Deerhoof, “Oh Bummer”
Somewhere between my third and fourth listens, La Isla Bonita emerged as the best Deerhoof LP in at least seven years—a strong model of effective, economical melody and minimalism. Any cut on the album could have made this column, but I opted to zero in on “Oh Bummer,” a leaf-pile blaze of late 1980s syncopation and siren-shriek art-rock that unfolds like a cancerous smudge. A lot of that is down to what the guitars are up to, how they echo gently and sweetly and then shove their reach to detuned, football-field Siouxsie and the Banshees size, those shoves full of cratering aluminum and crushing feedback that annihilate everything that’s come before. Drummer Greg Saunier’s keening vocals—something about being emperor, something about money—are there to goose the overall sense of disorientation along without standing in the path of the general onslaught.
Pusha T, “Lunch Money”
Promises, promises. Rappers dole them out with no expectation that they’ll be believed. Which is to say that no Pusha T fans really thought King Push would follow My Name Is My Name within calendar year 2014 even if we held out hope for 2014. And, who knows? There are a few weeks left, and the concept of “pre-release build-up” has come to feel antiquated. My gut’s saying “2015” or “2016.” “Lunch Money,” one of those increasingly rare Kanye West solo productions, tips the effluent from a funk guitar studio session through Frankenstein’s laboratory maze of curved, clouded beakers and test tubes; the burbling, topsy-turvy result feels like the hip-hop equivalent of an especially active game of “Operation” played by Uncle Remus tooling around on the shortwave radio set. Finding solid footing here is challenging, but Pusha T acquits himself very nicely—slinging a hash of soldiering, stunting, and conspiracy theorizing (less mission statement than jeering self-brand extension, natch) that complements surroundings that are downright psychotropic. “A Blue-Ray to your DVD/You might have caught me on TMZ/Cameo tryna sue a nigga,” he notes, “cuz I party hard like it’s three of me.”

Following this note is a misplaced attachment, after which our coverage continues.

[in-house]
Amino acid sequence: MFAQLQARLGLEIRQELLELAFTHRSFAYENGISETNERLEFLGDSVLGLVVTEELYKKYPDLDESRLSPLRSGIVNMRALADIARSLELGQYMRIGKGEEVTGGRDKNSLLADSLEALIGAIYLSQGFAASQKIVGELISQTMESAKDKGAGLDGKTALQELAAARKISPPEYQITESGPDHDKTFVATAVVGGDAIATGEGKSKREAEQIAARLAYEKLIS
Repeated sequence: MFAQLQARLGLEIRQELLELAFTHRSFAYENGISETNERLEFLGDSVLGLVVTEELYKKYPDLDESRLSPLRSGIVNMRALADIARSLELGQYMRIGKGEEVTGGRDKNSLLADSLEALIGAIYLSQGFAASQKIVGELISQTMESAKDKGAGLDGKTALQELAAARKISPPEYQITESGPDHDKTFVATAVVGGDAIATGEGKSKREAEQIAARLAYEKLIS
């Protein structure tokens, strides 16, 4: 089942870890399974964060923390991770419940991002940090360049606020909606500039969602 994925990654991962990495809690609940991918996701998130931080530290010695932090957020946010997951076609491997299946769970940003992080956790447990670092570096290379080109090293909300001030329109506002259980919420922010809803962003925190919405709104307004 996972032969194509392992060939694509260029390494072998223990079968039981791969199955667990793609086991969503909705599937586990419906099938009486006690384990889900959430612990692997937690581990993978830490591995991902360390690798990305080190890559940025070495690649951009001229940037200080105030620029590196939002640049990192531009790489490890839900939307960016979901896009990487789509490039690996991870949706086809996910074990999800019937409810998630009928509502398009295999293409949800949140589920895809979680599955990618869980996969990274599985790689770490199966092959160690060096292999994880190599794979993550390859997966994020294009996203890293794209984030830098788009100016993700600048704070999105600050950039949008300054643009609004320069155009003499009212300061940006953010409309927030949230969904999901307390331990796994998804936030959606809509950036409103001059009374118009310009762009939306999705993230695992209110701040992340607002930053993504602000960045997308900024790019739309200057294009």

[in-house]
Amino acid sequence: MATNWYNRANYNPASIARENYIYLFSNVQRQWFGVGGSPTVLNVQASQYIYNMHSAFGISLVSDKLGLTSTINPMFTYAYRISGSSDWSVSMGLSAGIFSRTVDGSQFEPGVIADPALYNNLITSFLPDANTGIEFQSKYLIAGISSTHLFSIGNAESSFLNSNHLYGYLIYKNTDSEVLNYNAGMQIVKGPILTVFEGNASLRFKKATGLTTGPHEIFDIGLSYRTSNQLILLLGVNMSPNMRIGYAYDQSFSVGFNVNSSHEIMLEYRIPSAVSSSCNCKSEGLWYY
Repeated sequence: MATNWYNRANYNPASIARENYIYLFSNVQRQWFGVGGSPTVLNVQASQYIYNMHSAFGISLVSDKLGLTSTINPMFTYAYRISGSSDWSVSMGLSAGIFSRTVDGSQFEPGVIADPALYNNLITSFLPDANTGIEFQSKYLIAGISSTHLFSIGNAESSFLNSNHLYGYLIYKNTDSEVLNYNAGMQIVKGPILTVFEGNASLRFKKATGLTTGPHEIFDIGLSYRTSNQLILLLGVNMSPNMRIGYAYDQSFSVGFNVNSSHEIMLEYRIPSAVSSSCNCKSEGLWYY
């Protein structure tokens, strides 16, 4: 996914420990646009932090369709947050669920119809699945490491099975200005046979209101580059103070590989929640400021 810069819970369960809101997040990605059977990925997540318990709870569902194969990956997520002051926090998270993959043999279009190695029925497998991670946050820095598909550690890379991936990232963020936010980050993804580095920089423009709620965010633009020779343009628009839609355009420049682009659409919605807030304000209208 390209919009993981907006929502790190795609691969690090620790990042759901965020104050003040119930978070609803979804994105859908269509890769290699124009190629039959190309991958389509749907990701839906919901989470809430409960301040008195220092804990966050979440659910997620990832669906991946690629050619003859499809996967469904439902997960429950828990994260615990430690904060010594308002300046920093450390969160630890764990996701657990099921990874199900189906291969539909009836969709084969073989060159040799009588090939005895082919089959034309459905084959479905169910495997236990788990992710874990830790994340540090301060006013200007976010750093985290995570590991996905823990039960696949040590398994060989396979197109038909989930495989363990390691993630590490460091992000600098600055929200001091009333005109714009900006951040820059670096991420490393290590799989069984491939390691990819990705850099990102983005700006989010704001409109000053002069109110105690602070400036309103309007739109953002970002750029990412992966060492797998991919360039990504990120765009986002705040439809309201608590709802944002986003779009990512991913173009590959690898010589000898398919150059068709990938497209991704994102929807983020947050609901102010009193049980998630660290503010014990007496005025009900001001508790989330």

Negativland, “Right Might”
Sampling gets a bad rap on a variety of levels, but if Negativland can be relied upon for anything, it’s their ability to painstaking recycle and repurpose vocal bits to damn and/or satirize the forces who would gleefully deign to deny them their right to damn and/or satirize. With “Right Might” they distill religiosity, nationalism, and politics into four cutting minutes. Atop a slowly decaying recording of “The Battle Hymn of the Republic,” selected phrases from a speech—not sure which one, but the speaker sounds like it could be Richard Nixon—are stacked and slotted and inflected into insanity, as a handler dispenses out-of-context stage directions. A sharp game-show buzz greets every blown take, but after a bit these buzzes seem more like cattle-prod jolts. Interpretation is in the ear of the listener, but my read is that this is a not-so-subtle commentary on ideological indoctrination, which pretty much guarantees it an audience around the size of the number of times your daughter listened to Taylor Swift’s 1989 last weekend.